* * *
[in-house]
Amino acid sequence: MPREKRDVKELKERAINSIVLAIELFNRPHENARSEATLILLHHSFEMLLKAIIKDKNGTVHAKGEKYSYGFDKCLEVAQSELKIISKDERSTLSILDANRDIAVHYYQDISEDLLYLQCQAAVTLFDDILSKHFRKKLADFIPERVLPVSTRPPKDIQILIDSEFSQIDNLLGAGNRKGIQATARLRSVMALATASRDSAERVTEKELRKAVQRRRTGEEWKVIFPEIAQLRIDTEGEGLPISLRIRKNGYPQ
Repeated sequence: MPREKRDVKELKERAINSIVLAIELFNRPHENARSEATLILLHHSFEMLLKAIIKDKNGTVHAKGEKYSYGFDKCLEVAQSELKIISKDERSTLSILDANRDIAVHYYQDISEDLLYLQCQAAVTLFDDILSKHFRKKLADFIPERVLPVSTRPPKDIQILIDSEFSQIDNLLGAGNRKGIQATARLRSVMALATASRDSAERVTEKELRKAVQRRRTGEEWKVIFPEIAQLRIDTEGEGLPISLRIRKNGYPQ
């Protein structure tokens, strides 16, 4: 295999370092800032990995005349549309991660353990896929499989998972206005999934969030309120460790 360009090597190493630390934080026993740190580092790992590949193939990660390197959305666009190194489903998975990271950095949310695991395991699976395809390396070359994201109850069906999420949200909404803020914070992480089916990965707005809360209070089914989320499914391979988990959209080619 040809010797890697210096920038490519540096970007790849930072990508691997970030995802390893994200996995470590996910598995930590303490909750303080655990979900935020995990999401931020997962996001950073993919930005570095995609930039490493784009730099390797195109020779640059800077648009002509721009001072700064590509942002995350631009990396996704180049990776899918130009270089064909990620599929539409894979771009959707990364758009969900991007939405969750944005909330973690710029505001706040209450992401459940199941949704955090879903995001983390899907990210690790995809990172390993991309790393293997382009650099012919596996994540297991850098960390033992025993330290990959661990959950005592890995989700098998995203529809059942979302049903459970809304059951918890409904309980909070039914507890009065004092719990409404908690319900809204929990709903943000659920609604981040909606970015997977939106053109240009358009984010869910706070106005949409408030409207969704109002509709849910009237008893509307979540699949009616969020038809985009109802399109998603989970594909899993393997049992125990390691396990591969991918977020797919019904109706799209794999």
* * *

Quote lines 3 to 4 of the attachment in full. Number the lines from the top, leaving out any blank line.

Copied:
Repeated sequence: MPREKRDVKELKERAINSIVLAIELFNRPHENARSEATLILLHHSFEMLLKAIIKDKNGTVHAKGEKYSYGFDKCLEVAQSELKIISKDERSTLSILDANRDIAVHYYQDISEDLLYLQCQAAVTLFDDILSKHFRKKLADFIPERVLPVSTRPPKDIQILIDSEFSQIDNLLGAGNRKGIQATARLRSVMALATASRDSAERVTEKELRKAVQRRRTGEEWKVIFPEIAQLRIDTEGEGLPISLRIRKNGYPQ
């Protein structure tokens, strides 16, 4: 295999370092800032990995005349549309991660353990896929499989998972206005999934969030309120460790 360009090597190493630390934080026993740190580092790992590949193939990660390197959305666009190194489903998975990271950095949310695991395991699976395809390396070359994201109850069906999420949200909404803020914070992480089916990965707005809360209070089914989320499914391979988990959209080619 040809010797890697210096920038490519540096970007790849930072990508691997970030995802390893994200996995470590996910598995930590303490909750303080655990979900935020995990999401931020997962996001950073993919930005570095995609930039490493784009730099390797195109020779640059800077648009002509721009001072700064590509942002995350631009990396996704180049990776899918130009270089064909990620599929539409894979771009959707990364758009969900991007939405969750944005909330973690710029505001706040209450992401459940199941949704955090879903995001983390899907990210690790995809990172390993991309790393293997382009650099012919596996994540297991850098960390033992025993330290990959661990959950005592890995989700098998995203529809059942979302049903459970809304059951918890409904309980909070039914507890009065004092719990409404908690319900809204929990709903943000659920609604981040909606970015997977939106053109240009358009984010869910706070106005949409408030409207969704109002509709849910009237008893509307979540699949009616969020038809985009109802399109998603989970594909899993393997049992125990390691396990591969991918977020797919019904109706799209794999």